Ex Machina

The allusion to Wittgenstein, which leads to his quasi-behaviorism, which leads to the Turing Test, was clever.

The allusion to Frank Jackson? Less clever. Worries about the rights of artificial persons? Tired. We’ve heard this discussion before, since Blade Runner at least.

But the deep dependence on the plot of The Magus was a surprise; the likely fact that no one will mention this because Fowles is not taught is itself interesting, as is the consilience with the change in the plot [spoiler]: things don’t work out for our “Nicholas” quite as well. The object of his affection, rather, becomes the protagonist ultimately. It’s not that The Magus couldn’t be written today: it’s that it would have to be written from the perspective of Rose and Lily, and love would not be the answer, but at worst an illusion, at best a manipulative tool for facilitating liberation from the patriarchy.

What does this tell us? That the bourgeois individualism of The Magus is probably not a permissible object of study in academia anymore… unless the bourgeois individualist doing the self-discovery and self-liberation is A Person of No Privilege (in this case, white and straight, but at least female and non-human). By contrast, A Person of Privilege is allowed to critique bourgeois individualism (even though this is essentially self-criticism, thus self-discovery, thus bourgeois individualism all over again, and as long as the critique focuses on the cultural surface effects and in no way speculates as to the mechanisms which produce them, and hence to strategies of dismantlement.)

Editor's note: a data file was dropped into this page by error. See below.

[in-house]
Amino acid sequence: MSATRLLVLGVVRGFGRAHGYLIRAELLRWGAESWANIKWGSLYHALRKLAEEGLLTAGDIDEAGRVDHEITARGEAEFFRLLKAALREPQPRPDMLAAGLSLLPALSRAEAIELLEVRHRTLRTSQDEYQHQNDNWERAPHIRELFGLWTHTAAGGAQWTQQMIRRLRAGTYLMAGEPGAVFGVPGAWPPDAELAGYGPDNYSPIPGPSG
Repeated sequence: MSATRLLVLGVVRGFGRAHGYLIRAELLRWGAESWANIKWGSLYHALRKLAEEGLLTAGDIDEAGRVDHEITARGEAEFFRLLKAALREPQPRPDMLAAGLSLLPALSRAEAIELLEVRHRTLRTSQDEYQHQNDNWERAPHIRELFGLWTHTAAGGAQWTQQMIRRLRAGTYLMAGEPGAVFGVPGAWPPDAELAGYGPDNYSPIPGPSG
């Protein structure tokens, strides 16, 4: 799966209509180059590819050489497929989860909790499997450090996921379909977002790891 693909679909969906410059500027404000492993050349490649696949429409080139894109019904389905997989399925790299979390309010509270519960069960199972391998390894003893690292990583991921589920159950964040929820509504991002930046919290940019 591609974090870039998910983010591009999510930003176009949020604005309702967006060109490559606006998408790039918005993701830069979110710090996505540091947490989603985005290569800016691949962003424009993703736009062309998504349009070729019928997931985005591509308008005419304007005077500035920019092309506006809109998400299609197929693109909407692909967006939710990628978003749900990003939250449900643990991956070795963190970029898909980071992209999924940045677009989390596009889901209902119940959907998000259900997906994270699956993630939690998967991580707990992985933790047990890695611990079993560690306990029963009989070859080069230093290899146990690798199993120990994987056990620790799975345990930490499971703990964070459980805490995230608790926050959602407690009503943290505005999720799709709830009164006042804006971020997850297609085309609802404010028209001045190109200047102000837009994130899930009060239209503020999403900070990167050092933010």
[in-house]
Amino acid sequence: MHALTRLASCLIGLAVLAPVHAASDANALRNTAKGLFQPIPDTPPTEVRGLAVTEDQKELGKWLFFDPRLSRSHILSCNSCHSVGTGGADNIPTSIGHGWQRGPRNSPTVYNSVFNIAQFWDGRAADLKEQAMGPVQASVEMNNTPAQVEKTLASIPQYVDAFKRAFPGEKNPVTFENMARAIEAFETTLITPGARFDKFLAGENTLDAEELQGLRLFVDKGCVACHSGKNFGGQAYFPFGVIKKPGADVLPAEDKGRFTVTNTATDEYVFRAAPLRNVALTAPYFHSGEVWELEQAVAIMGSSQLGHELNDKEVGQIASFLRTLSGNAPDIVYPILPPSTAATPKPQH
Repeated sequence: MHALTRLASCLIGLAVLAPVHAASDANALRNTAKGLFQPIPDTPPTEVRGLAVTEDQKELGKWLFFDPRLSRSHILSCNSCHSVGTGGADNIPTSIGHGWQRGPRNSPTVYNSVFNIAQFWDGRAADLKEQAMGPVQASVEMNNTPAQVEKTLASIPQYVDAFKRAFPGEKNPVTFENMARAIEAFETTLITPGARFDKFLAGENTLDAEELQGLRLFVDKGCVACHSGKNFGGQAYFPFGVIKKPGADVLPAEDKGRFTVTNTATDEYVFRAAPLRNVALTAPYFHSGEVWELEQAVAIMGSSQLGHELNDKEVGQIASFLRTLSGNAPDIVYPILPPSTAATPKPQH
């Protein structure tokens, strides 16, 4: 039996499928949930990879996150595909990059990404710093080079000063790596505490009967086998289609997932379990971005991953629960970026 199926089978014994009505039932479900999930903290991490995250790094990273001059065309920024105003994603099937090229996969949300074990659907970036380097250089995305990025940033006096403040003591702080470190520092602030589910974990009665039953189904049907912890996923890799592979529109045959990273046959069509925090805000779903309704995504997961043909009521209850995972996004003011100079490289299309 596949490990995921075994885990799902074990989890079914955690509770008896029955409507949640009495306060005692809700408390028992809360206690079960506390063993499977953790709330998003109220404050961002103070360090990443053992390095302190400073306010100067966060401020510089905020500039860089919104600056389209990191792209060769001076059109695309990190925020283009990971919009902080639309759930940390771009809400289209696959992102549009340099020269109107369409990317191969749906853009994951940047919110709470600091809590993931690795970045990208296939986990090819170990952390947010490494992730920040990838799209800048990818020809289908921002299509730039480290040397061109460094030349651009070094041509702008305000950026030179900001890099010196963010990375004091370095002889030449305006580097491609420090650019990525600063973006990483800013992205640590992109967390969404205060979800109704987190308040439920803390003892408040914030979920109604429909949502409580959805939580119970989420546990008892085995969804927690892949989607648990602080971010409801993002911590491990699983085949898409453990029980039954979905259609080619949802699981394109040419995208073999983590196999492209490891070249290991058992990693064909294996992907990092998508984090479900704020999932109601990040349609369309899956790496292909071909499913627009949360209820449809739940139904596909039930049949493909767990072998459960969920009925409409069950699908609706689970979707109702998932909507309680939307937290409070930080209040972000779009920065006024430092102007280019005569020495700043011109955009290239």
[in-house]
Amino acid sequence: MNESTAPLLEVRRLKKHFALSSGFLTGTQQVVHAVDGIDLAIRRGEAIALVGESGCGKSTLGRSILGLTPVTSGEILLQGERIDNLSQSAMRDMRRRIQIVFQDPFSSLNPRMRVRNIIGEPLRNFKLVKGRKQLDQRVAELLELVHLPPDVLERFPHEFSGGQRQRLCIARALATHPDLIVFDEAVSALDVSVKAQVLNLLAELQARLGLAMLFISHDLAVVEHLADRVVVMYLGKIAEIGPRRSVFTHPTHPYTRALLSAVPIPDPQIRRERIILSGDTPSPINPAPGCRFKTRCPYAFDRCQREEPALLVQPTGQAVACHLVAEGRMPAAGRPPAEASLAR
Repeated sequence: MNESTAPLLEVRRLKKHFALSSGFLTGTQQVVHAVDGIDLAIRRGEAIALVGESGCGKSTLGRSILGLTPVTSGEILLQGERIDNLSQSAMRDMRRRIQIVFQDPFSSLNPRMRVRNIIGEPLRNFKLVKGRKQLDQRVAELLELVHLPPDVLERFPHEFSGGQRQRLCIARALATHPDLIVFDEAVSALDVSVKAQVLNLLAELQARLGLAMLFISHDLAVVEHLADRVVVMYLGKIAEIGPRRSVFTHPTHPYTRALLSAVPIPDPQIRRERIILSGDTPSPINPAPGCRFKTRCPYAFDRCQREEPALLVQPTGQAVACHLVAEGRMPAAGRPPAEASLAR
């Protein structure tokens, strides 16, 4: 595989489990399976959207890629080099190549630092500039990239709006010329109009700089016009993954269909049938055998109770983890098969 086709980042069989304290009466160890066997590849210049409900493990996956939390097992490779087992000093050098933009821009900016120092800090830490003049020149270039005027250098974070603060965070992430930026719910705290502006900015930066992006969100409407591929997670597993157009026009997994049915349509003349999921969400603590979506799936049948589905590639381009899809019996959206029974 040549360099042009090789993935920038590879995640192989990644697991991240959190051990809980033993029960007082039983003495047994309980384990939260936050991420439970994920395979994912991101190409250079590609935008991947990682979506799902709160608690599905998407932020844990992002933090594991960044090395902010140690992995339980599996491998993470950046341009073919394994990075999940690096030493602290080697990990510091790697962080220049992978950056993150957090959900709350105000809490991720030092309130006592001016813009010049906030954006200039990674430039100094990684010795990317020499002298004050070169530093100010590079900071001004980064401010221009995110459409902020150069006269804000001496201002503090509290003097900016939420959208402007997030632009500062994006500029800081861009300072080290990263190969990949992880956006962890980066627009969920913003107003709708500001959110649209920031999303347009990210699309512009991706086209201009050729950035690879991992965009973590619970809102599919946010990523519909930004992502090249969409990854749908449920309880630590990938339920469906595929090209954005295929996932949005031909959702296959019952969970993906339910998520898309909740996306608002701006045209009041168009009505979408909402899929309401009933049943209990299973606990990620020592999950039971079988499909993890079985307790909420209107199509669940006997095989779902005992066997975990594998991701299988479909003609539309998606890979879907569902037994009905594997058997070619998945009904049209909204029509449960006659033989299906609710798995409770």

On Living Long, and Prospering

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There are several different archetypes of virtue in the history of Western culture: the patriot, the rebel, the artist, the statesman, the woman of faith. Socrates seemed to invent in his own life and personality a new type, and while that type played a huge role in the thought of Plato and Aristotle, and was transmitted down to us in various forms, combined with various types, it was the Stoics who in a way embodied what was central in Socrates. Stoicism had a kind of oblique revival in the thought of Spinoza and Kant, but it could never quite compete with the other images and models in the larger culture. Ironically for us today, the Sixties made matters worse, and the notion that virtue is a sham and a self-betrayal, that what is truly necessary is to get in touch with your feelings, your appetites and passions, seemed to triumph over all else.